Two additional cases of the measles have been reported in Pinellas County. The two people impacted are in the same household.
Health officials said both of the additional cases were unvaccinated as well.
These cases are separate from the case reported on Monday, when an unvaccinated child contracted the disease.
The infection was acquired in the Pinellas County area, and the source has not been identified, according to a news release.
Health experts are working to identify and notify persons who were potentially exposed to measles.
The age of the child has not been released. Hospital officials at Morton Plant Hospital in Clearwater confirmed the child was treated in the emergency room.
"We're in the middle of an investigation to find places where the child has been to make sure we close the loop and find anyone who may have been exposed," said Maggie Hall, Florida Department of Health in Pinellas County.
According to the CDC, 107 people from 21 states, including Florida, have reported contracting measles between Jan. 1 to July 14, 2018.
No cases have been reported in Palm Beach County or the Treasure Coast.
Measles is a virus that is easily spread by air droplets when infected persons breathe, cough, or sneeze.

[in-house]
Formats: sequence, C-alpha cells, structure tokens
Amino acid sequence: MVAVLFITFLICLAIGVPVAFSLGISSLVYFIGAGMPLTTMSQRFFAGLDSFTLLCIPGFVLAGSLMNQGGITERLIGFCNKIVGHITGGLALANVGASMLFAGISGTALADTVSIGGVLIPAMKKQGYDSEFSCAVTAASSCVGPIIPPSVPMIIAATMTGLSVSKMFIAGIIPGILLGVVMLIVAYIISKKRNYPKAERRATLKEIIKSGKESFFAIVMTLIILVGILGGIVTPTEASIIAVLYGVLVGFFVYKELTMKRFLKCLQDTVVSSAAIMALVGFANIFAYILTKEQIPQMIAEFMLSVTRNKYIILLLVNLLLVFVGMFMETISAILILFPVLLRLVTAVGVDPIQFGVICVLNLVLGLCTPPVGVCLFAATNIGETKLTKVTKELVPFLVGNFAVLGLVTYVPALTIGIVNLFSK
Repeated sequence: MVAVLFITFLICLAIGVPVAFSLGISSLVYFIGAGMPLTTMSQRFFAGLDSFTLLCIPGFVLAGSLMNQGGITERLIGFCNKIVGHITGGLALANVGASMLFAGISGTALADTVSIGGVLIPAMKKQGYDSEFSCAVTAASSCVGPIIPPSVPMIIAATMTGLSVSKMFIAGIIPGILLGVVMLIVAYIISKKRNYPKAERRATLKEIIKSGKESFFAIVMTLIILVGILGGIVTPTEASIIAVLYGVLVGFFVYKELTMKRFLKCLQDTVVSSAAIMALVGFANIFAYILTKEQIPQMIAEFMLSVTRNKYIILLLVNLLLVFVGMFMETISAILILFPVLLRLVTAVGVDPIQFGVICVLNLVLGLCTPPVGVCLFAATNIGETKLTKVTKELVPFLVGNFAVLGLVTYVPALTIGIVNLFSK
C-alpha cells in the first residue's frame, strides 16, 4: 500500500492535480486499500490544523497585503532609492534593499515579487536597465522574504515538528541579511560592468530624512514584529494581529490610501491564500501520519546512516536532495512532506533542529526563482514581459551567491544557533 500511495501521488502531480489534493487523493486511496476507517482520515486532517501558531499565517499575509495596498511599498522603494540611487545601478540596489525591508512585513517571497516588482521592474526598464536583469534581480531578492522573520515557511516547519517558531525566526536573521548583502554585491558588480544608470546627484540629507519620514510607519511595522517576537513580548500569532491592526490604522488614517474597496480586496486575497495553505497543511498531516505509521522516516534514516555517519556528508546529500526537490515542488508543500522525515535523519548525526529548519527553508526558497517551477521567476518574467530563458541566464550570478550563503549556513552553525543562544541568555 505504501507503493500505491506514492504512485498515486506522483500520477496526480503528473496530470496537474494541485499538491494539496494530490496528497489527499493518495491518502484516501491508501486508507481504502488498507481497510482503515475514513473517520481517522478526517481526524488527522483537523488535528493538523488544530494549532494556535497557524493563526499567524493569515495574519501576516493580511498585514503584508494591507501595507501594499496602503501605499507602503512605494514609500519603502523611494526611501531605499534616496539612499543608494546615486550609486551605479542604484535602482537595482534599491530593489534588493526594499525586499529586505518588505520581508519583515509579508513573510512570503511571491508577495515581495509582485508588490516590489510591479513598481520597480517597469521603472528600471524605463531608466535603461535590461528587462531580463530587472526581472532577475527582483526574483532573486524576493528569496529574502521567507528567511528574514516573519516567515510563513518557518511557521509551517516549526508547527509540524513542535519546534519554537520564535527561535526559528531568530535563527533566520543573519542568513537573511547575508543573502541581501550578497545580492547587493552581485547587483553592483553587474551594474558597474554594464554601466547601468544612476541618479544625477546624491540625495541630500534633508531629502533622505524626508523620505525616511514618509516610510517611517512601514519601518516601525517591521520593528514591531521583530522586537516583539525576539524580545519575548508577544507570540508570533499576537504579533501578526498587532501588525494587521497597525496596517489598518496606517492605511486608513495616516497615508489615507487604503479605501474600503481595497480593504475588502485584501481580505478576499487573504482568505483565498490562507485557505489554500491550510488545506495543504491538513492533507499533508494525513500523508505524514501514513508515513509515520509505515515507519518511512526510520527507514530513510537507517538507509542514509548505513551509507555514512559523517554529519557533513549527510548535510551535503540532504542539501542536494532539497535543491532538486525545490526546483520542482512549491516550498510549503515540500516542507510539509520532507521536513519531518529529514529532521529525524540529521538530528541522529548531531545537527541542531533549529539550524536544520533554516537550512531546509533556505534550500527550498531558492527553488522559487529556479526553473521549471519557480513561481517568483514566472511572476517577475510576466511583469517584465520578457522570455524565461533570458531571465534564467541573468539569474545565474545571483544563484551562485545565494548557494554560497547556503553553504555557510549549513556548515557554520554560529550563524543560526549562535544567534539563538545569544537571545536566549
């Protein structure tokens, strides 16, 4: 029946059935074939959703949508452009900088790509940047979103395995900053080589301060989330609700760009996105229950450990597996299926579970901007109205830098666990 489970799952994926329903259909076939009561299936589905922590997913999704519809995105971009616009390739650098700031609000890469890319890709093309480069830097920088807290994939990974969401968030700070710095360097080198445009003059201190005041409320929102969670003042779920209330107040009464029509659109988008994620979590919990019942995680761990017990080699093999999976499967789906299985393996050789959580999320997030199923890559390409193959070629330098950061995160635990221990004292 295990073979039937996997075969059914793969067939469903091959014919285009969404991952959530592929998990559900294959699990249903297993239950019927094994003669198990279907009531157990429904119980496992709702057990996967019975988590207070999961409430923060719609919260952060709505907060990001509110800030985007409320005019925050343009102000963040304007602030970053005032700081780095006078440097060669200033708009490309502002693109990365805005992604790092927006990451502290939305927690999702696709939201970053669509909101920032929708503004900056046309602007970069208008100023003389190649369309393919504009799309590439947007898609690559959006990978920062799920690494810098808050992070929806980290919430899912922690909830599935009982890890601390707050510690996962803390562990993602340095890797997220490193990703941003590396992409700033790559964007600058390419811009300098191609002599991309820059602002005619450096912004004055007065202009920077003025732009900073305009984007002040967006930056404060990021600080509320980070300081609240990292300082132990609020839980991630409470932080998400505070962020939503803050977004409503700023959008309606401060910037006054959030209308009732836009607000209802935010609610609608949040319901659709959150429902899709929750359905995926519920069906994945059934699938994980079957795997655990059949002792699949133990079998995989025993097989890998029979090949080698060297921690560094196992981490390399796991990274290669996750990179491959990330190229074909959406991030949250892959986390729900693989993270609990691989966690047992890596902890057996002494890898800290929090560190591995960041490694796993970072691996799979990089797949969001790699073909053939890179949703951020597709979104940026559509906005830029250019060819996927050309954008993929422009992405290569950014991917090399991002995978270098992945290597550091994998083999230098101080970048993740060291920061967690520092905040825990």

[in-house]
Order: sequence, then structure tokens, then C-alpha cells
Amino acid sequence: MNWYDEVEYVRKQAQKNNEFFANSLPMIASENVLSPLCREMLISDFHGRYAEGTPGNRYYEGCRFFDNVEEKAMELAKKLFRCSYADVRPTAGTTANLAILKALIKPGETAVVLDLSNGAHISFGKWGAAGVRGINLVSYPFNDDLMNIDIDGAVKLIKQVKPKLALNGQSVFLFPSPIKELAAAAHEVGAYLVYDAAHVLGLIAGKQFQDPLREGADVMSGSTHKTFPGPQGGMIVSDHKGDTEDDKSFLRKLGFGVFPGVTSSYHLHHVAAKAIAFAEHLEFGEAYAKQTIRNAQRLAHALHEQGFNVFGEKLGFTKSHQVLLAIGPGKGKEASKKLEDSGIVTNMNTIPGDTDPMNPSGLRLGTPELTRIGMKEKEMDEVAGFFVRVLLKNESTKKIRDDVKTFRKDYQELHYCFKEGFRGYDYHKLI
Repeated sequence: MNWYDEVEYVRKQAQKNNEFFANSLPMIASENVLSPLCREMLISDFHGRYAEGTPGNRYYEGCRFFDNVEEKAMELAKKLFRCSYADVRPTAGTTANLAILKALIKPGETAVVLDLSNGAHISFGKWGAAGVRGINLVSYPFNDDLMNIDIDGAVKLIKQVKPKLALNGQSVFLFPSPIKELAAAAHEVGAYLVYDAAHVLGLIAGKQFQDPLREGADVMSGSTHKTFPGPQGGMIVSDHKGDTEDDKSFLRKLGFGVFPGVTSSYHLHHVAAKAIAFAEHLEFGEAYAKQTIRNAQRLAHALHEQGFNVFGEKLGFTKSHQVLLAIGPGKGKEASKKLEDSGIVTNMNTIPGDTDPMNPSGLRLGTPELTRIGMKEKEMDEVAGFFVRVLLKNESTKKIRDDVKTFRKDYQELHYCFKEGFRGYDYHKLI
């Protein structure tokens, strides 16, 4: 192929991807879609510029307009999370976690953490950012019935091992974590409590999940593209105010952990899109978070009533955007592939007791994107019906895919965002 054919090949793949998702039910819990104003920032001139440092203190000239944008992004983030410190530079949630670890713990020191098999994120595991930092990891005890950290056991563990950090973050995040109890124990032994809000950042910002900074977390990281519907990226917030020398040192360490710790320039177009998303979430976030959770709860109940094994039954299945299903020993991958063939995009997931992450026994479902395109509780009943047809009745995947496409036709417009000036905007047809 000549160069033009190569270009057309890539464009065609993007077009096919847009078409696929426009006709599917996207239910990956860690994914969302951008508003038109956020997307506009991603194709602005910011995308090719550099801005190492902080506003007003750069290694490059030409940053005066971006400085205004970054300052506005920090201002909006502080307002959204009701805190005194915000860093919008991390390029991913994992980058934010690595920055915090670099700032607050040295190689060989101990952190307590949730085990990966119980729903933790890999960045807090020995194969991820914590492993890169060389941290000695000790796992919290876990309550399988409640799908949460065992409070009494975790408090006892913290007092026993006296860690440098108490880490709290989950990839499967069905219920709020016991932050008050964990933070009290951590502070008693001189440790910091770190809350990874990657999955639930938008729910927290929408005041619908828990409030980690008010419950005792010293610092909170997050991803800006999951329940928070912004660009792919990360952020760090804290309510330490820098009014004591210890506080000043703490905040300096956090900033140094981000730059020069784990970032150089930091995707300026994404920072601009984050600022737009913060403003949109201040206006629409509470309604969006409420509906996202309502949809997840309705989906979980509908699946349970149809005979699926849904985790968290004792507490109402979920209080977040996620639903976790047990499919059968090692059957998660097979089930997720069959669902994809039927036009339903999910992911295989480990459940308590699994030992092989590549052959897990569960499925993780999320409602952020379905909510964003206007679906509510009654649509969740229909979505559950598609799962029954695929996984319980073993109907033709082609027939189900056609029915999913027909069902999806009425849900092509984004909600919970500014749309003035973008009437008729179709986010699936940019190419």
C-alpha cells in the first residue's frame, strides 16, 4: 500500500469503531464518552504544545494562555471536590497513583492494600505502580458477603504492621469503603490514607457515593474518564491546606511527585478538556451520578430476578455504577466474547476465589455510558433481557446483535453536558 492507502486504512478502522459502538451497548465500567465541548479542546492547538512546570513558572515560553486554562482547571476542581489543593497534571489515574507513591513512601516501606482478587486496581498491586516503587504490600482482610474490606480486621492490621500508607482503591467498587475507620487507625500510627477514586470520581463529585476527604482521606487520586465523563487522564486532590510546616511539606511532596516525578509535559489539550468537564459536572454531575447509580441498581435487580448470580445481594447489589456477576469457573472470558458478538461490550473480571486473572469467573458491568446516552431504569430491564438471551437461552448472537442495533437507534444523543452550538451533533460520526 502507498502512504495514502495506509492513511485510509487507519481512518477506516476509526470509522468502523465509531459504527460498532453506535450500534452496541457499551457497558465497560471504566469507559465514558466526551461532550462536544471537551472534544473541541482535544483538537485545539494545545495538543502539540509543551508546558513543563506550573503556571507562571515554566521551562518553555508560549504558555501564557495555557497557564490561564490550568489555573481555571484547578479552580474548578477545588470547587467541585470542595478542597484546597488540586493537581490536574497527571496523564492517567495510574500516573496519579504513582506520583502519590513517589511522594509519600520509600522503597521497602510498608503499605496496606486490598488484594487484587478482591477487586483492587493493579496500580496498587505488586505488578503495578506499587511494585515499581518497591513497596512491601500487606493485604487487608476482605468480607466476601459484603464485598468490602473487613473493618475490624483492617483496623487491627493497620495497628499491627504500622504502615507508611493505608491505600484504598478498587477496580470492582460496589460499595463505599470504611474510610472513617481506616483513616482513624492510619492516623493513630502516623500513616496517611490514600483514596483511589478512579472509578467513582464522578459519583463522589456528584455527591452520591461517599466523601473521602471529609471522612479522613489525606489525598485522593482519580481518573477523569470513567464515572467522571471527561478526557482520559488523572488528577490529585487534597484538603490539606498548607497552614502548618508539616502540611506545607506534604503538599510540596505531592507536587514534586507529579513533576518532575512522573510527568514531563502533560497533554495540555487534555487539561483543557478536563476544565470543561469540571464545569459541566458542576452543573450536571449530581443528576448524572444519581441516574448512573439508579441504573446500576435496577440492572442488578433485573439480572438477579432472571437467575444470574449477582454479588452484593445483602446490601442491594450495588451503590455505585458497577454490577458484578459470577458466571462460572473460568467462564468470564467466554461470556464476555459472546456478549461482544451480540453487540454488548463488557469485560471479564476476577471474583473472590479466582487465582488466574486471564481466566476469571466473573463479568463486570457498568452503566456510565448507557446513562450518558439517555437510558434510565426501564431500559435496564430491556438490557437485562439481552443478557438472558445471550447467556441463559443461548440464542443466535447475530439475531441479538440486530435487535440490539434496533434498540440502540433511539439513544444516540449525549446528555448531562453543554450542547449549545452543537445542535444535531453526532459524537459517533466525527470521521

The first symptoms are a high fever that may spike to 105 degrees, cough, runny nose and red, watery eyes. These symptoms are followed by a blotchy rash that spreads from the head to the feet.
The Department of Health says the best way to protect yourself against the measles is to get vaccinated.
Measles is a potentially severe disease, especially young children and persons with compromised immune systems.
"We are continuing to investigate, but we would like families to know that their children could be exposed to diseases like measles anywhere and unless they're protected with vaccination they are risking potentially serious health effects for their child," said DOH-Pinellas Director Dr. Ulyee Choe, an infectious disease specialist. "We encourage all parents to fully vaccinate their children to protect them from diseases like measles."
Health care providers are being asked to immediately report suspected cases of measles to the Pinellas Department of Health.